Financial Sector Overview
Over the last decade Egypt has witnessed an uprising and subsequent major events which significantly changed the political landscape. During this tumultuous decade, a number of Arab and western countries stepped in with bilateral loans and grants to the tune of 54 USD billion for the Arab Spring countries (Egypt, Morocco, Tunisia and Jordan). Pressure was building on the Egyptian currency with a gap between official and unofficial rates widening by as much as 20% in early 2016. The Government embarked on a number of structural reforms aimed at spurring the economy, enhancing the business environment, and promote a balanced and inclusive growth; the most prominent of which was a devaluation of the Egyptian pound in November 2016. Other reforms included subsidy removals and restructuring of the social safety net to counteract the impact of the structural reforms, given 28% of the population being below the poverty line. On the investment side, Egypt increased its infrastructure spend significantly. The implementation of reforms along with the gradual restoration of confidence and stability have started to yield positive results. In fiscal year (FY) 2018, real GDP grew at 5.3 %, compared to 4.2 % in FY 2017. The economic pickup is driven by public investments, private consumption, and exports of goods and services (such as oil, ICT and tourism). Meanwhile, inflation continued to ease, despite upward pressure from decreased subsidies and subsequent increases in energy costs and transport fares. Egypt is among the most-improved countries in the 2019 World Bank Doing Business report.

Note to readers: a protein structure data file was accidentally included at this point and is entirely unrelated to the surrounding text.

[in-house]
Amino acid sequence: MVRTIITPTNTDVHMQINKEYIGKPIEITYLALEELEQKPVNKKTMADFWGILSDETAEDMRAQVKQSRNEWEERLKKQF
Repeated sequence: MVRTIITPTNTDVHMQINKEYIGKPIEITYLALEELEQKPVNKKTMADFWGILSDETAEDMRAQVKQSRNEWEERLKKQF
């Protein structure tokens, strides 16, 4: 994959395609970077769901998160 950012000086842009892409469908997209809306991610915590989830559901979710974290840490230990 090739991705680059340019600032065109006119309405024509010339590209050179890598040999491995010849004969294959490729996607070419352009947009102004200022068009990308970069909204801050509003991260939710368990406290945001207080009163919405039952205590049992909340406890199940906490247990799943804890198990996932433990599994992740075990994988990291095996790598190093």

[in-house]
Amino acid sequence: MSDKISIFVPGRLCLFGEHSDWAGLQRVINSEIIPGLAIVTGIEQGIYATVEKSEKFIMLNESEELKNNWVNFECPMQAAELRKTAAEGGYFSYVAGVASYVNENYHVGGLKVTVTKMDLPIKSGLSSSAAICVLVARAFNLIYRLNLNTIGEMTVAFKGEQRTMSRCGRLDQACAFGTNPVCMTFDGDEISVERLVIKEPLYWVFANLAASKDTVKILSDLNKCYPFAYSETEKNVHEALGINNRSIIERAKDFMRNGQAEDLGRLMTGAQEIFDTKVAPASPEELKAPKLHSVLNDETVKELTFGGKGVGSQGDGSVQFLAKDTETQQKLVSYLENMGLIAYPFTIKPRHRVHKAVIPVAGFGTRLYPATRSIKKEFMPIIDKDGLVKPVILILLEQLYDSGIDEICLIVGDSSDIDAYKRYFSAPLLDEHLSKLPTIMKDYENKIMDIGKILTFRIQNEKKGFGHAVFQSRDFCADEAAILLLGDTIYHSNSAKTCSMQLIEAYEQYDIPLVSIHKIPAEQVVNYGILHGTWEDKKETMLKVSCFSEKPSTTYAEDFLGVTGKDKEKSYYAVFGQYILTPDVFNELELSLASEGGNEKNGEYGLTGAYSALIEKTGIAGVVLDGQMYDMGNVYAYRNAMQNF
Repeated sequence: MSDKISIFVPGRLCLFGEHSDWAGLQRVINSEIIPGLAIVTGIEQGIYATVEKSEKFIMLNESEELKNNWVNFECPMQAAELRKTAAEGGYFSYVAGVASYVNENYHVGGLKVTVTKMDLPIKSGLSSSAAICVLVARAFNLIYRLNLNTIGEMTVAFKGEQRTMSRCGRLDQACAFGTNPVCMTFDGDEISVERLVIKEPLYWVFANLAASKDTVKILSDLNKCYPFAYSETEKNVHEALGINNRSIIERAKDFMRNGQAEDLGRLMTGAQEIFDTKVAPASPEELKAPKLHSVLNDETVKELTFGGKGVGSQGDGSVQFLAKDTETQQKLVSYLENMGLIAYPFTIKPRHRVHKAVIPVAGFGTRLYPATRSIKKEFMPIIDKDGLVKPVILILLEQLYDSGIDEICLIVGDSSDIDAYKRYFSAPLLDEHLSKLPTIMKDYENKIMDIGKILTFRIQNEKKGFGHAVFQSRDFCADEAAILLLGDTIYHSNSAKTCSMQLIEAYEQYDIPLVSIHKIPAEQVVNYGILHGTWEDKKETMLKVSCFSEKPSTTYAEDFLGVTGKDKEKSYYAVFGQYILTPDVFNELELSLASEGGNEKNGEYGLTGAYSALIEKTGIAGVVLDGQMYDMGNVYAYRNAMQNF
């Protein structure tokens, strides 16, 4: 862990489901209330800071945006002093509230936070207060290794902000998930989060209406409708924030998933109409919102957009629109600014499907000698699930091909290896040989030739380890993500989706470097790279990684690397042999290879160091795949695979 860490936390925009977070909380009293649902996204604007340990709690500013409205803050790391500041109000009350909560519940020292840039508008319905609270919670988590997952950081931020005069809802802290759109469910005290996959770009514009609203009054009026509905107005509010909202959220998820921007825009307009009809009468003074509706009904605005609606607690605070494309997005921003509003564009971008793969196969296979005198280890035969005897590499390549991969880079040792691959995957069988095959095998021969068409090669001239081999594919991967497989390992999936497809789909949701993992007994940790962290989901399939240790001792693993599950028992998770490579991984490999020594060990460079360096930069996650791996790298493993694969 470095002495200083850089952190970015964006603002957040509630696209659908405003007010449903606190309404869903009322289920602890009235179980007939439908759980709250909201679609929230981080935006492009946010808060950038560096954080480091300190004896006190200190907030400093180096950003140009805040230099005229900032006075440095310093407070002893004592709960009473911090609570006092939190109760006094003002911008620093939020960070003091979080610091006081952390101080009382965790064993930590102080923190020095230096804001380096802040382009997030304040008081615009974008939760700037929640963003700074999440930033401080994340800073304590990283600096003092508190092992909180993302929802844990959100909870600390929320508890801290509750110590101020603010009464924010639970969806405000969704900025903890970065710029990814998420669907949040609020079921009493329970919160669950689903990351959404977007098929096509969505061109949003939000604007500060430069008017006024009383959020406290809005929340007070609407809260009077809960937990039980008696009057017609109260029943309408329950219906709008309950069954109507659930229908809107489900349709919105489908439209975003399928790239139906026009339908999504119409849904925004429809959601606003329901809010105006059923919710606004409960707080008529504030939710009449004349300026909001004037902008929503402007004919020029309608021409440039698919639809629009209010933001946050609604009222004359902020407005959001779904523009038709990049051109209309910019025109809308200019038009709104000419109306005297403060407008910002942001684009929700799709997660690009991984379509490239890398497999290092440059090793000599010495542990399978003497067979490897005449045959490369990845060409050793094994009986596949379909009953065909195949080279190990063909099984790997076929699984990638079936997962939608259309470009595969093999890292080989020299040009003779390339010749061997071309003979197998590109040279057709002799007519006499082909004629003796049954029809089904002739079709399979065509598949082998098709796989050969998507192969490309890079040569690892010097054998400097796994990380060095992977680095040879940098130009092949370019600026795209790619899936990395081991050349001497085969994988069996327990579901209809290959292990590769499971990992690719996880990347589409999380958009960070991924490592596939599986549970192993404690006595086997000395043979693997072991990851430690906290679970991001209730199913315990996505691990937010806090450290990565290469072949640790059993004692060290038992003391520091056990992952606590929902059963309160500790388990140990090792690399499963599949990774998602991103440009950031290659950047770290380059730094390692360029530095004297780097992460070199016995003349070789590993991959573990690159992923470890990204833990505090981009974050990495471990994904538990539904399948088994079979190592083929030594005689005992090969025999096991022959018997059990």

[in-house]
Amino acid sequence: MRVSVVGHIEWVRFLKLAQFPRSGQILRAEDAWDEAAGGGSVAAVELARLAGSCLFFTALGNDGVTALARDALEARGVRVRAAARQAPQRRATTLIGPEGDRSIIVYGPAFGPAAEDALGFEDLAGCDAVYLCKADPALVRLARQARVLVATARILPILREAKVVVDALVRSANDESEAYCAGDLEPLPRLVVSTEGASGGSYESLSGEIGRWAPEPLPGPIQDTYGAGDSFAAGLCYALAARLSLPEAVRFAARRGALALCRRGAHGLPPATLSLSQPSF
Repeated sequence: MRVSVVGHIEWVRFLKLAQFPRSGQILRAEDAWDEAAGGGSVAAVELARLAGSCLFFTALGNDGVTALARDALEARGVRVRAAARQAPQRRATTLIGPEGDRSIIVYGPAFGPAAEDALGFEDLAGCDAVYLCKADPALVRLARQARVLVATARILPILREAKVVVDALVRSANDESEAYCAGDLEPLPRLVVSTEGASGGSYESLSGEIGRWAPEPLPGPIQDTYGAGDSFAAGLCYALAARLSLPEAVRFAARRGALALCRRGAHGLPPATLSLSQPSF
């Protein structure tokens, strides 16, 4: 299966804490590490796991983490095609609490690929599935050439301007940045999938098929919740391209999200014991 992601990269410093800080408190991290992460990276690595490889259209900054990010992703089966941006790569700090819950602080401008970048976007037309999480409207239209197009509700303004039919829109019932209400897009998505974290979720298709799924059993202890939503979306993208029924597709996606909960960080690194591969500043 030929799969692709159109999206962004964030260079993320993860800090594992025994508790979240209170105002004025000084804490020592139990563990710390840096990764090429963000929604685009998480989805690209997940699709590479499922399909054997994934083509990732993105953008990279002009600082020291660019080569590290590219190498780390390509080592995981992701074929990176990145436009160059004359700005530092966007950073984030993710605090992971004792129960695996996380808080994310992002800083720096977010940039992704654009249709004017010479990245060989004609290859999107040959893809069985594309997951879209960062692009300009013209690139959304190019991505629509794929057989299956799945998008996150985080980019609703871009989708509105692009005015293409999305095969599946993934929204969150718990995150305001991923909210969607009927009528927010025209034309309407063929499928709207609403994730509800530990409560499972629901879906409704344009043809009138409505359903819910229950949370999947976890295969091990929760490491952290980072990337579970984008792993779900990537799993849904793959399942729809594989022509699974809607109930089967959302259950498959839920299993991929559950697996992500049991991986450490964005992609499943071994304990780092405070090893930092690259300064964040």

Overview of the Financial Sector
The Egyptian financial sector is considered one of the most mature and attractive markets in Middle East and North Africa (MENA) due to the availability and diversity of many financial institutions. The financial sector in Egypt comprises 38 banks and several non-bank financial institutions (NBFIs) which include: 36 insurance companies and 1 reinsurance company, brokerage houses, investment banks, asset managers, pension funds, factoring companies, leasing companies and 901 microfinance institutions (MFIs). Banks are regulated by the Central Bank of Egypt, while all NBFIs are regulated by the Financial Regulatory Authority (FRA). Although not included in the financial sector aggregate balance sheet, the Egyptian Post Office and the National Investment Bank, a specialized state-owned bank, perform functions which are linked to the financial sector. The Post Office accepts deposits and offers financial services along with e-Government payments from 4,000 branches spread all over Egypt, with 24 million customers and a balance sheet of 200 LE (Egyptian pound) billion (11.4 USD billion) as of June 2017. The National Investment Bank (NIB), is a quasi-government body which was established to finance national and social development projects with a total loan book of 266 LE billion or 15.2 USD billion, as of 2018.